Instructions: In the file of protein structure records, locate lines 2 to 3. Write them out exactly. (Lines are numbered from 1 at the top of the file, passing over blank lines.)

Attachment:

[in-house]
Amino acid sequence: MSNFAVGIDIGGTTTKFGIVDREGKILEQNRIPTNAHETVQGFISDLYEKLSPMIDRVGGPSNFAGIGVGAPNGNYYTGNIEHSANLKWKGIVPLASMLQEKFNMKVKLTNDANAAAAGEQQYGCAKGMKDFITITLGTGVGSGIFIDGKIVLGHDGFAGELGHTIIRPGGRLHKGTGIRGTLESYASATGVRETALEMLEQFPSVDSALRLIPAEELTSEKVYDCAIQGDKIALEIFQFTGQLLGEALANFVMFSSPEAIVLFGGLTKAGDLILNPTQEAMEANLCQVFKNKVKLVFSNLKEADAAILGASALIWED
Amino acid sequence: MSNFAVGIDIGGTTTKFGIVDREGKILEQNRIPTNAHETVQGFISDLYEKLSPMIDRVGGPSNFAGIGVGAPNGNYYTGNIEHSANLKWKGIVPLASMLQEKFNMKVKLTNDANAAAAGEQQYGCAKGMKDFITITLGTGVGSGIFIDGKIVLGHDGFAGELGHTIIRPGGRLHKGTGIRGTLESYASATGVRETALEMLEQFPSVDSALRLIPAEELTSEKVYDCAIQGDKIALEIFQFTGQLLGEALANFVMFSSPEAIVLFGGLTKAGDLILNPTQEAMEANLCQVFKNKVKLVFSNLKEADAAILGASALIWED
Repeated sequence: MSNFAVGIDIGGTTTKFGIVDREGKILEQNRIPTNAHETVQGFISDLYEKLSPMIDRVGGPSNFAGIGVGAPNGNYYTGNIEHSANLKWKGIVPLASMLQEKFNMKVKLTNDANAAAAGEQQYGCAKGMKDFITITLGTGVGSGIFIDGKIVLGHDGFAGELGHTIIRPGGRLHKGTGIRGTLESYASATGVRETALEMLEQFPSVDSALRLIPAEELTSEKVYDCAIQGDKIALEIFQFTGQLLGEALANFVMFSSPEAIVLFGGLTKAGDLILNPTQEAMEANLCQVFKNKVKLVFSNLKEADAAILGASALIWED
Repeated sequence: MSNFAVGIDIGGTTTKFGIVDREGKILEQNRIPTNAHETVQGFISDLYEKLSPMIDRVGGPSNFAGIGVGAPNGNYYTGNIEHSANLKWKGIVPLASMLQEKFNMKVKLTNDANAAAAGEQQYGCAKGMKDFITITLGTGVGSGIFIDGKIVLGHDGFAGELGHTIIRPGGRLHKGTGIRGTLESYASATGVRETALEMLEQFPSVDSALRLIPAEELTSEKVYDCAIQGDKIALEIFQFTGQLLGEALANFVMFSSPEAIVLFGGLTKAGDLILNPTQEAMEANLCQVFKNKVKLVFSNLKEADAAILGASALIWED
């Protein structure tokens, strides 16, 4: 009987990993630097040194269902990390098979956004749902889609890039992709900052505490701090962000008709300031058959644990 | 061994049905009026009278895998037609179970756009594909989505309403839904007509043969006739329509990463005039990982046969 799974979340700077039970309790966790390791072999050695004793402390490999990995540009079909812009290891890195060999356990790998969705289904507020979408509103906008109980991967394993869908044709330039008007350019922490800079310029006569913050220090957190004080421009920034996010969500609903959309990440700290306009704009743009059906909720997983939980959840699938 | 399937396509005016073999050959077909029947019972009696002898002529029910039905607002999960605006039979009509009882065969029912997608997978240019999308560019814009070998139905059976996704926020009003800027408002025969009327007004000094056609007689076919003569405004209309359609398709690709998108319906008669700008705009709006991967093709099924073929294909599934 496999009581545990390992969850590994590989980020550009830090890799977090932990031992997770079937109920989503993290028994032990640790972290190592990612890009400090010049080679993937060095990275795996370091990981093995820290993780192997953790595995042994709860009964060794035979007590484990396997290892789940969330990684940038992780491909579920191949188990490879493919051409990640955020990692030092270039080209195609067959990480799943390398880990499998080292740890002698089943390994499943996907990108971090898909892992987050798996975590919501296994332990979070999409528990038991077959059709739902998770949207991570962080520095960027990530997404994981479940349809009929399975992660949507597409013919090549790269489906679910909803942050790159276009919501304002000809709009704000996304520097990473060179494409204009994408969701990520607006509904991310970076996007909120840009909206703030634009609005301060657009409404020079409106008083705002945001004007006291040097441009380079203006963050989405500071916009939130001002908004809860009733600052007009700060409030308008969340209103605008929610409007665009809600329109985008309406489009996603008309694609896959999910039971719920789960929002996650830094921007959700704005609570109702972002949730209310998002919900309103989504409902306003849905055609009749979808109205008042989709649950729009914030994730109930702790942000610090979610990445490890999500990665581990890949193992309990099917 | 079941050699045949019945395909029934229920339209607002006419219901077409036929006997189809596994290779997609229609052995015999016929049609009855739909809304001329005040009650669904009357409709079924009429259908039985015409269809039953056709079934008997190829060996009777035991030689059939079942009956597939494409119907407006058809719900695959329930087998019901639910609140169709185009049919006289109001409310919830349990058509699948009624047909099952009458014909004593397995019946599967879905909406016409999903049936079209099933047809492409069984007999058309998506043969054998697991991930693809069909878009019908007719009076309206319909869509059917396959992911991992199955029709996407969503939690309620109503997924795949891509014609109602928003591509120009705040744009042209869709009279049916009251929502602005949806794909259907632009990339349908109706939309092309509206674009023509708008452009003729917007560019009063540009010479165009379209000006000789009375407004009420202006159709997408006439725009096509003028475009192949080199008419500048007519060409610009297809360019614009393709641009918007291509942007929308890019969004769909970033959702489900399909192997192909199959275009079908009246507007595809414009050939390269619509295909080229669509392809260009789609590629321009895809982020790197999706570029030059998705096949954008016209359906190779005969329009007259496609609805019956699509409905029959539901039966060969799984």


Amino acid sequence: MSNFAVGIDIGGTTTKFGIVDREGKILEQNRIPTNAHETVQGFISDLYEKLSPMIDRVGGPSNFAGIGVGAPNGNYYTGNIEHSANLKWKGIVPLASMLQEKFNMKVKLTNDANAAAAGEQQYGCAKGMKDFITITLGTGVGSGIFIDGKIVLGHDGFAGELGHTIIRPGGRLHKGTGIRGTLESYASATGVRETALEMLEQFPSVDSALRLIPAEELTSEKVYDCAIQGDKIALEIFQFTGQLLGEALANFVMFSSPEAIVLFGGLTKAGDLILNPTQEAMEANLCQVFKNKVKLVFSNLKEADAAILGASALIWED
Amino acid sequence: MSNFAVGIDIGGTTTKFGIVDREGKILEQNRIPTNAHETVQGFISDLYEKLSPMIDRVGGPSNFAGIGVGAPNGNYYTGNIEHSANLKWKGIVPLASMLQEKFNMKVKLTNDANAAAAGEQQYGCAKGMKDFITITLGTGVGSGIFIDGKIVLGHDGFAGELGHTIIRPGGRLHKGTGIRGTLESYASATGVRETALEMLEQFPSVDSALRLIPAEELTSEKVYDCAIQGDKIALEIFQFTGQLLGEALANFVMFSSPEAIVLFGGLTKAGDLILNPTQEAMEANLCQVFKNKVKLVFSNLKEADAAILGASALIWED